Commentaries

Because I am always talking (PoemTalk #16)

Robert Creeley, "I Know a Man"

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Robert Creeley's "I Know a Man" is in many ways a signature poem. Few poems we choose to discuss on PoemTalk are such. Many are downright unrepresentative. This one might indeed be unrepresentative but if a person knows just one Creeley poem this is probably it.

It's been much written about. In The San Francisco Renaissance Michael Davidson explores the "Beat ethos" with a detailed reading of "I Know a Man." Similarly, PoemTalkers Randall Couch, Jessica Lowenthal and Bob Perelman find beat here--but also its counterargument, and/or a rejoinder to its dark depth and to the beat propensity for driving nowhere (or somewhere) fast. Robert Kern in boundary 2--a 1978 essay--finds postmodern poetics in the Creeleyite anthem: in a nutshell, composition as recognition. Cid Corman (himself the topic of an upcoming PoemTalk) finds and commends the "basic English" of the poem, comparing it with a "more refined" and less effective poem on a similar topic by Louis MacNeice. Walter Sutton back in '73 drew a line of influence from Charles Olson's poetics to Creeley's "laconic" and "spasmodic" lineation and rhetoric.

The PoemTalkers talk about this remarkable instance of eloquent stammering. The stammer is perhaps the apt way--since form is never more than an extension of content, and vice versa, after all!--of heading into the surrounding mid-1950s darkness, only to be brought up short by the actual needs of the actual American road. It is not a resolution and not a capitulation, but an assertive and possibly ironic (funny, anyway) means of bringing up short. Or, in short: more stammering.

I Know a Man

As I sd to my
friend, because I am
always talking,—John, I

sd, which was not his
name, the darkness sur-
rounds us, what

can we do against
it, or else, shall we &
why not, buy a goddamn big car,

drive, he sd, for
christ’s sake, look
out where yr going.

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There are, at last count, eight different recordings of Creeley reading this poem - all to be found, along with much more, on PennSound's Creeley author page. Not long after his father's death, Will Creeley brought to us boxes of reel-to-reel tapes, which we have gone through carefully, digitizing, segmenting, identifying poem by poem.

a New Zealander among us

Wystan Curnow, art critic and poet, spoke at the Writers House this evening on curating as a critical practice. The event was shown live on KWH-TV and is already available as a video recording. Wystan was born in Christchurch, New Zealand in 1939, and studied English and History at the University of Auckland, and took his PhD from the University of Pennsylvania. Yes, Penn. So his two-week visit here is actually a return to his alma mater many many years later. This afternoon he joined me and Charles Bernstein and Bob Perelman to record a PoemTalk episode on a poem by Louis Zukofsky--which will be released in a few months. Then we all went downstairs for his very good talk on curating. Have a look.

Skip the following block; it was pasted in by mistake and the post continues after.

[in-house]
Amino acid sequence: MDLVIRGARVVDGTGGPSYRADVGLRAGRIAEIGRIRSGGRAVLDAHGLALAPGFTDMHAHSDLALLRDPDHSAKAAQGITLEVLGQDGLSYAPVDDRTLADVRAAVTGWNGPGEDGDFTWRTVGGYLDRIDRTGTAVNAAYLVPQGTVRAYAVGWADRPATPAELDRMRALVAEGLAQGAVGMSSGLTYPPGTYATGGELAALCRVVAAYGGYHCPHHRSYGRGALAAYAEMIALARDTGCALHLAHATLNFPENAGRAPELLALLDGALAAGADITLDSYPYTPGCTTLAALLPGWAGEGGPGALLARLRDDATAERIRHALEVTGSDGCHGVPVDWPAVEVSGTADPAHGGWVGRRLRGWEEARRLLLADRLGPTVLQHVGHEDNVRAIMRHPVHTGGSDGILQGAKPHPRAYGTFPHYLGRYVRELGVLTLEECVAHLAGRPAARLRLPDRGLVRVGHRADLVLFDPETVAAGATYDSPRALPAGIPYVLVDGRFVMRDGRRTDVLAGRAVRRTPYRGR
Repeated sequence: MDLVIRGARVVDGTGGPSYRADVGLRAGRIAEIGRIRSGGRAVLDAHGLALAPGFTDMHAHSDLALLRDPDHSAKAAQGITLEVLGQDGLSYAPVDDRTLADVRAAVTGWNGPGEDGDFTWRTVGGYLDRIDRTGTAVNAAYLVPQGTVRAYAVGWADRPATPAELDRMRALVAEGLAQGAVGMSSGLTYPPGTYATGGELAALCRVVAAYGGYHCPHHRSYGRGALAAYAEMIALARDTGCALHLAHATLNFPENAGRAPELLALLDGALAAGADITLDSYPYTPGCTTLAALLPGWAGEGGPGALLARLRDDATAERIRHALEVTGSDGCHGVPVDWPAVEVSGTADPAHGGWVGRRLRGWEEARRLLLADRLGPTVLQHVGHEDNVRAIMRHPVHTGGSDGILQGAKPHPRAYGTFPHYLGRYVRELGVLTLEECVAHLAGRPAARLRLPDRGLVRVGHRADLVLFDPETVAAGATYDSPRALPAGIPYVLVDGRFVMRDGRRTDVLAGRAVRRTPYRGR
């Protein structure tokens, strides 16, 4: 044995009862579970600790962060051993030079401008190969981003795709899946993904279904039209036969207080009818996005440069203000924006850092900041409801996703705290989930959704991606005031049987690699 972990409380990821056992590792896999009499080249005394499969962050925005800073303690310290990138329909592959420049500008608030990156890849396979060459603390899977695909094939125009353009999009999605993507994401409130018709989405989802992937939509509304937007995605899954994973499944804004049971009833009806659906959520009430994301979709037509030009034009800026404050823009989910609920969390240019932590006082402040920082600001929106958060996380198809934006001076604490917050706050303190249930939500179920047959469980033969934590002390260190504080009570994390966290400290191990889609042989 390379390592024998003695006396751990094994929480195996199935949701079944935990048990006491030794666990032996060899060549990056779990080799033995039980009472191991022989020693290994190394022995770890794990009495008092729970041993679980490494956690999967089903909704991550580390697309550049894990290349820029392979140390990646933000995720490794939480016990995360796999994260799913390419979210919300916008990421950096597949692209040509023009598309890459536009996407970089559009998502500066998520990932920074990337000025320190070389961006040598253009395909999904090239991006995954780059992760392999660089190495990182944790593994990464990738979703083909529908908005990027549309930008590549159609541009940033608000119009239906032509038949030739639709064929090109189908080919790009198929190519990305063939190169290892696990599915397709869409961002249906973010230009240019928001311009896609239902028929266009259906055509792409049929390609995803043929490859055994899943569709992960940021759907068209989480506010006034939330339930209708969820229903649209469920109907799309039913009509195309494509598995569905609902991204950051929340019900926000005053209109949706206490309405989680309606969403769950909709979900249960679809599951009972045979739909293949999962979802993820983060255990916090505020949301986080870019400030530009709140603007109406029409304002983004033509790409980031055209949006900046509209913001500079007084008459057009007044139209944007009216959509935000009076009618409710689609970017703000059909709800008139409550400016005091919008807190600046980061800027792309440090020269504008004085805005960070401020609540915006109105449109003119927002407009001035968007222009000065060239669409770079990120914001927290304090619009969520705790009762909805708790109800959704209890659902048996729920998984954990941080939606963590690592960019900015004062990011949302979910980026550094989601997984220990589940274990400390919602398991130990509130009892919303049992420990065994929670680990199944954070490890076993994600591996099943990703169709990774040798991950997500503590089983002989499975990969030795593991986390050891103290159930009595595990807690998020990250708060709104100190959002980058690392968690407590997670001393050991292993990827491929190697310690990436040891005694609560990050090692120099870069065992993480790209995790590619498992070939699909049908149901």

Frank over here

Frank Sherlock read from his poetry recently at the Writers House. Here is a video recording. Frank is the author of Over Here (Factory School 2009) and the co-author of Ready-To-Eat Individual (Lavender Ink 2008), a collaborative work with the Poet Laureate of Dumaine Street, Brett Evans. A duet with CAConrad entitled The City Real & Imagined: Philadelphia Poems is forthcoming from Factory School in fall 2009.

theory-mongering and the holocaust

"An iron law of avant-garde art is that theorizing expands to fill a void of talent." And when the untalented theory-mongering avant-garde approaches the Holocaust, there's special trouble. According to George Will.

I'm talking about a George Will column in 2002: on exploiting the Holocaust intellectually.

Will surveyed Holocaust-related games and toys and avant-garde exhibits and academic theories. He associates this stuff with "the explosive growth of Holocaust studies [which] has turned that genocide into a 'wonderful, creative teaching opportunity.'" (So such wonderfulness and creativity is tragically ironic, such "growth" lamentable.)

In the end this piece becomes another excuse for skewering liberal, facile academia, for "what hope can there be for even minimal decency and understanding when today's intelligentsia is hospitable to trivializations of a huge tragedy?" Here's your link to the whole article.

spring hint

The dogwood in the Writers House garden was starting to flower. A just-arrived Joan Didion at left, the amazing Jamie-Lee Josselyn at right. Thanks to Barbara Brody Avnet, who took the shot.